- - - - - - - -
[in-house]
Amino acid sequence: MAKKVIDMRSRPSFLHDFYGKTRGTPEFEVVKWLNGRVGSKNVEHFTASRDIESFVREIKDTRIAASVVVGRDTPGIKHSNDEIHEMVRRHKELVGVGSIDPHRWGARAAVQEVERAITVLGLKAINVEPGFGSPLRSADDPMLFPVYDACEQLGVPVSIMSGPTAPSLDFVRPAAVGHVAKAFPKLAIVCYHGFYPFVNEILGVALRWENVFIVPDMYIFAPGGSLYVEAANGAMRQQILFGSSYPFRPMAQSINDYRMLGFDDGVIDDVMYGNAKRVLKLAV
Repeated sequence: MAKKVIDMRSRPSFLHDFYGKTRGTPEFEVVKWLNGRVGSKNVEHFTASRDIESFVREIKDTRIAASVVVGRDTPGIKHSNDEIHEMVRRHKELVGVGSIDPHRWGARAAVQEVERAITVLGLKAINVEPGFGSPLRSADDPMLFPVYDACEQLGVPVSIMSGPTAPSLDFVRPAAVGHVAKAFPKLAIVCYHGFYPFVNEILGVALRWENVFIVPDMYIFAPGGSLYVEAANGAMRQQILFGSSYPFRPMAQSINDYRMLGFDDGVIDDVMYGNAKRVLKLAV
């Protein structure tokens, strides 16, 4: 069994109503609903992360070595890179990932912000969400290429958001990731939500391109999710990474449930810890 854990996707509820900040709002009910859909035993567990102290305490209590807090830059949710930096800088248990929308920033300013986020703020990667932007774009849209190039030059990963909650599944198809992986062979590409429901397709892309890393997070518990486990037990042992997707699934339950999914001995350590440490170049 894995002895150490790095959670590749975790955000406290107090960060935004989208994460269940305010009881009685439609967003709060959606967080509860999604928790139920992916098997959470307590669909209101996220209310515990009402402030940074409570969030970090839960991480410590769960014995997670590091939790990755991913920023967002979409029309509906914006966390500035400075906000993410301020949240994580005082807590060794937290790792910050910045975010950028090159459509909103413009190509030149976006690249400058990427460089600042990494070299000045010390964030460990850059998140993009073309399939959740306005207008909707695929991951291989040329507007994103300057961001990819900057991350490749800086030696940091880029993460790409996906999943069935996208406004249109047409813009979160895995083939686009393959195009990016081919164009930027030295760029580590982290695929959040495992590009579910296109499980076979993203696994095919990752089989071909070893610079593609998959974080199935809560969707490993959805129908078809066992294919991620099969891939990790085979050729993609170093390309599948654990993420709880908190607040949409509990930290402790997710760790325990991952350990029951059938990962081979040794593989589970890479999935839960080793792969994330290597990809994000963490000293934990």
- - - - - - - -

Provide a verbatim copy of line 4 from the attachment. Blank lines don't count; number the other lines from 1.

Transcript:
């Protein structure tokens, strides 16, 4: 069994109503609903992360070595890179990932912000969400290429958001990731939500391109999710990474449930810890 854990996707509820900040709002009910859909035993567990102290305490209590807090830059949710930096800088248990929308920033300013986020703020990667932007774009849209190039030059990963909650599944198809992986062979590409429901397709892309890393997070518990486990037990042992997707699934339950999914001995350590440490170049 894995002895150490790095959670590749975790955000406290107090960060935004989208994460269940305010009881009685439609967003709060959606967080509860999604928790139920992916098997959470307590669909209101996220209310515990009402402030940074409570969030970090839960991480410590769960014995997670590091939790990755991913920023967002979409029309509906914006966390500035400075906000993410301020949240994580005082807590060794937290790792910050910045975010950028090159459509909103413009190509030149976006690249400058990427460089600042990494070299000045010390964030460990850059998140993009073309399939959740306005207008909707695929991951291989040329507007994103300057961001990819900057991350490749800086030696940091880029993460790409996906999943069935996208406004249109047409813009979160895995083939686009393959195009990016081919164009930027030295760029580590982290695929959040495992590009579910296109499980076979993203696994095919990752089989071909070893610079593609998959974080199935809560969707490993959805129908078809066992294919991620099969891939990790085979050729993609170093390309599948654990993420709880908190607040949409509990930290402790997710760790325990991952350990029951059938990962081979040794593989589970890479999935839960080793792969994330290597990809994000963490000293934990």